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Andreas February 5, 2002 08:57

conjugate heat transfer problem
Dear CFD users,

I have a conjugate heat transfer problem in a complex internal flow geometry. The analysis procedure I have used is to keep the convection study separated from the conduction study, due to limitations in computational resources, and also due to the fact that mechanical integrity analysis will anyway be performed separately (with a different code) for this problem.

For the post processing of the convection study I have up till now used T_ref = Tbulk = a global temperature, which I know will not work if the fluid heat is entering and exiting the solid at the same time (at different locations) due to negative HTC's. The benefit of this approach is however that the grid dependence of the HTC is eliminated and the solution is roughly independent of the wall boundary condition (I use an "average" constant temperature at the wall). The other way would be to use the approach that is standard in most CFD codes; the near wall node temperature as a reference temperature (T_ref = T_nwn). But then the solution is probably grid dependent and surely strongly dependent on the wall boundary condition (i.e. specified temperature level in my case). What would You prefer?

regards Andreas

Peter February 5, 2002 14:10

Re: conjugate heat transfer problem

You can define the htc and the bulk temperature in different ways. If you are solving internal flow, you should take the average temperature on the section. You should take total temperature if the flow is highly compressible. If you are solving external flow, you should take the free-stream-temperature, in the region where the effects of the boundary layer are negligible. I have seen bulk temperatures taken as the adibatic wall temperature (that is, you compute with adiabatic walls, and use the wall temperature in following runs). You should make sure that you use always the same definition.


Andreas February 6, 2002 03:58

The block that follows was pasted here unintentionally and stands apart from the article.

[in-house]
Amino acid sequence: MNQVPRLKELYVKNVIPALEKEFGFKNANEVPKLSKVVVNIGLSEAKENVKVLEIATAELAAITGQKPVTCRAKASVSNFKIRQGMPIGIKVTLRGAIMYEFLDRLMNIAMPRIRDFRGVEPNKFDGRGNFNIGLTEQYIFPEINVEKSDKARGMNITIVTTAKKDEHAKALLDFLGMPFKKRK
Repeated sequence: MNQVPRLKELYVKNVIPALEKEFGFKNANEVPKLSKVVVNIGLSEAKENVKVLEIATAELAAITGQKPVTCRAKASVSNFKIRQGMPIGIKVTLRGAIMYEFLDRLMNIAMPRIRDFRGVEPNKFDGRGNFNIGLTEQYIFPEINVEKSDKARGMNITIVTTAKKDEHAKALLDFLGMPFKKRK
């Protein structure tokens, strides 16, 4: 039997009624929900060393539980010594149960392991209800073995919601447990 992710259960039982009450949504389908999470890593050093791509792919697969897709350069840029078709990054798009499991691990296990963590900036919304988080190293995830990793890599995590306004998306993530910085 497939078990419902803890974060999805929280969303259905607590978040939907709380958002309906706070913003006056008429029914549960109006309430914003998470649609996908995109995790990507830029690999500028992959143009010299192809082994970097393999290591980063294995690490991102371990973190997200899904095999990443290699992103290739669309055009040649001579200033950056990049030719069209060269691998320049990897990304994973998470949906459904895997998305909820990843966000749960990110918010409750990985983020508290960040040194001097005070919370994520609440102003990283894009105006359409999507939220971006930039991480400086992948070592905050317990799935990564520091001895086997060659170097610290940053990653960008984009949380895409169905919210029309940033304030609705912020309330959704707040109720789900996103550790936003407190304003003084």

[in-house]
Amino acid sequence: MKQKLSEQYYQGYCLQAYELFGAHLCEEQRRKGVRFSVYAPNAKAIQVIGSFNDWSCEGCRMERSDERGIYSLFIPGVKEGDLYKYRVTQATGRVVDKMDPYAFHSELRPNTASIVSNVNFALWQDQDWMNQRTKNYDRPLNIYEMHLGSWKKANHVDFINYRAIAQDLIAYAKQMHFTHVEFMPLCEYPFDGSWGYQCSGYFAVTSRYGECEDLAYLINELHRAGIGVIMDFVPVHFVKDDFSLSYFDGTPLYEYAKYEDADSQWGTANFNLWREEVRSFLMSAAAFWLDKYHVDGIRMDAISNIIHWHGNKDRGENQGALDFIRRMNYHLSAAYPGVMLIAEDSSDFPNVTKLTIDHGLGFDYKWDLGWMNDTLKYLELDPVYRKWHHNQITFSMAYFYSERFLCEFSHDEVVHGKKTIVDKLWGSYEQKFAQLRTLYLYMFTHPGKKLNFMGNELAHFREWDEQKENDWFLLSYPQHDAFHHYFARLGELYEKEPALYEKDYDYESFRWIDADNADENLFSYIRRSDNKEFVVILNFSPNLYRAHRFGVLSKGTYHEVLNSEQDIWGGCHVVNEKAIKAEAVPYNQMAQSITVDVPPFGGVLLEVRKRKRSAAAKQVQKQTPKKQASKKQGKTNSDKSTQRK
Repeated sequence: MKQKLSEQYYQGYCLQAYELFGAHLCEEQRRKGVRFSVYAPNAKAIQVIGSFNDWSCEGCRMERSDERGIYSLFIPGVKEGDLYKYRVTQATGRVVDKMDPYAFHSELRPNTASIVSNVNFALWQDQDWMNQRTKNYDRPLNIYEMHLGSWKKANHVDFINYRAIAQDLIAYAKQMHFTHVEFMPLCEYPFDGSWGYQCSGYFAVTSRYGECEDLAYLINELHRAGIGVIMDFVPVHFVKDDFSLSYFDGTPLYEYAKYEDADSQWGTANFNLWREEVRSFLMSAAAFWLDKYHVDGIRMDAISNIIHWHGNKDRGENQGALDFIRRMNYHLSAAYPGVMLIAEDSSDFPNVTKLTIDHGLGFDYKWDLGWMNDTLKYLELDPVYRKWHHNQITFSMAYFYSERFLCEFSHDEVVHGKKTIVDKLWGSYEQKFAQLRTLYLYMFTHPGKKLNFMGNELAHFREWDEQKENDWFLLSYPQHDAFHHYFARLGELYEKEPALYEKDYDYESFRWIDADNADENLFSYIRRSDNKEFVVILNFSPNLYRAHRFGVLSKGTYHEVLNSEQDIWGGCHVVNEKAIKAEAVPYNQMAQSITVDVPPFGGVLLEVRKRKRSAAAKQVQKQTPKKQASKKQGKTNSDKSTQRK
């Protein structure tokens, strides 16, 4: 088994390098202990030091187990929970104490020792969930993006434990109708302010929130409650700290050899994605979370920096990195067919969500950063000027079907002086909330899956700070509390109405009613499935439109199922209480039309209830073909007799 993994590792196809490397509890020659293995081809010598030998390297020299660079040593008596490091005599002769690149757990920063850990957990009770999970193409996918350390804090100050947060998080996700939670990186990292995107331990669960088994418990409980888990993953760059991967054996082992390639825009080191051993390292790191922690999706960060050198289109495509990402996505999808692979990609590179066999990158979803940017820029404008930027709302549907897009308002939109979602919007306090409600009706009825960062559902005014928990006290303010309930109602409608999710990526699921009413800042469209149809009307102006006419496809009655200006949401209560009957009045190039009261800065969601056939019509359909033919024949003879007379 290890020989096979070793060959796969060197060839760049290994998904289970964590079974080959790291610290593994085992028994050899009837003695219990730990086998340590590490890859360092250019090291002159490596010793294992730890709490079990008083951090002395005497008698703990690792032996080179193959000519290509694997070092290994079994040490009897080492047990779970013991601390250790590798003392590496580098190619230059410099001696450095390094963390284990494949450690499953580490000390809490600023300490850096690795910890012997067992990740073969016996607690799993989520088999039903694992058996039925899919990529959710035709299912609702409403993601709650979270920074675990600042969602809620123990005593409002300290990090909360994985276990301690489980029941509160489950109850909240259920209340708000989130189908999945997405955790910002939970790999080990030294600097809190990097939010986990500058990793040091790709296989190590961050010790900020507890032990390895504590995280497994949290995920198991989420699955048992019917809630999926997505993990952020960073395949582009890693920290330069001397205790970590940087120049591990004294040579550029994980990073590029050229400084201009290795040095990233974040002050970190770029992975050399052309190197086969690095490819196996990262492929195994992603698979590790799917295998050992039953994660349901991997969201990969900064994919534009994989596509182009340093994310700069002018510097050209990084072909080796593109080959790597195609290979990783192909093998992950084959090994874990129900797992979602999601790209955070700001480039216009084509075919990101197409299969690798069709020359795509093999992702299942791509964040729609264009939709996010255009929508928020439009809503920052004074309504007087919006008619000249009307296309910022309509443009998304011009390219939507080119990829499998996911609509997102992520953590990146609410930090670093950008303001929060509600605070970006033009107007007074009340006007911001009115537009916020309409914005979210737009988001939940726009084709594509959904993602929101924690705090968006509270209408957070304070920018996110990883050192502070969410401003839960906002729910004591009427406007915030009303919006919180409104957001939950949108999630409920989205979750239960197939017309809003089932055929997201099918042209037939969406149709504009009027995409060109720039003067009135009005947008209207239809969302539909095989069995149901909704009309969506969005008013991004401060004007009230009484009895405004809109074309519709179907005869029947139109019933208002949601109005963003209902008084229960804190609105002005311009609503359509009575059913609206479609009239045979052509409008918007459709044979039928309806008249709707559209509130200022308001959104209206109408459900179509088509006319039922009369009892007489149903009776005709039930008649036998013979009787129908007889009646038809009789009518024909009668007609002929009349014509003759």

Re: conjugate heat transfer problem
Hi Peter,

thanks for the reply.

How big would you think the error could be by using the global bulk temperature and an average wall temperature for the convection calculation? I guess that if I change the wall temperature a couple of hundred degrees locally in wall this might affect the flow field, but not too seriously (perhaps increase local Reynolds numbers 10-20%). And I would nevertheless not be able to see much of sublayer effects (changed fluid properties near wall) since I am using wall functions to calculate the qwall (it's a turbulent flow simulated with the k-epsilon standard model). Would you say that I am totally off, or just making reasonable engineering calculations?

looking forward to hear from you again


Peter February 7, 2002 13:57

Re: conjugate heat transfer problem

The definition of the htc for instance in FLUENT is different to the one you can find in literature: The point is to define properly the bulk fluid temperature. I computed the htc with the mass-averaged total temperature over one section and found differences with the standard definition of htc in FLUENT up to 40%. It has been found that the choice of the turbulence model shouldn't introduce large differences in the results. My opinion is that if you need to match your results against empirical correlations (Sieder-tate, Dittus-Boelter), it is better to define the htc with the mass-averaged total temperature rather than taking the htc distribution from FLUENT. An interesting point that I found is that by modifying the metal temperature, say +/-200K you can still match fairly well empircal correlations. On the other hand, if inlet and metal temperatures are very close, the agreement with correlation disappears. Any explanation for that?



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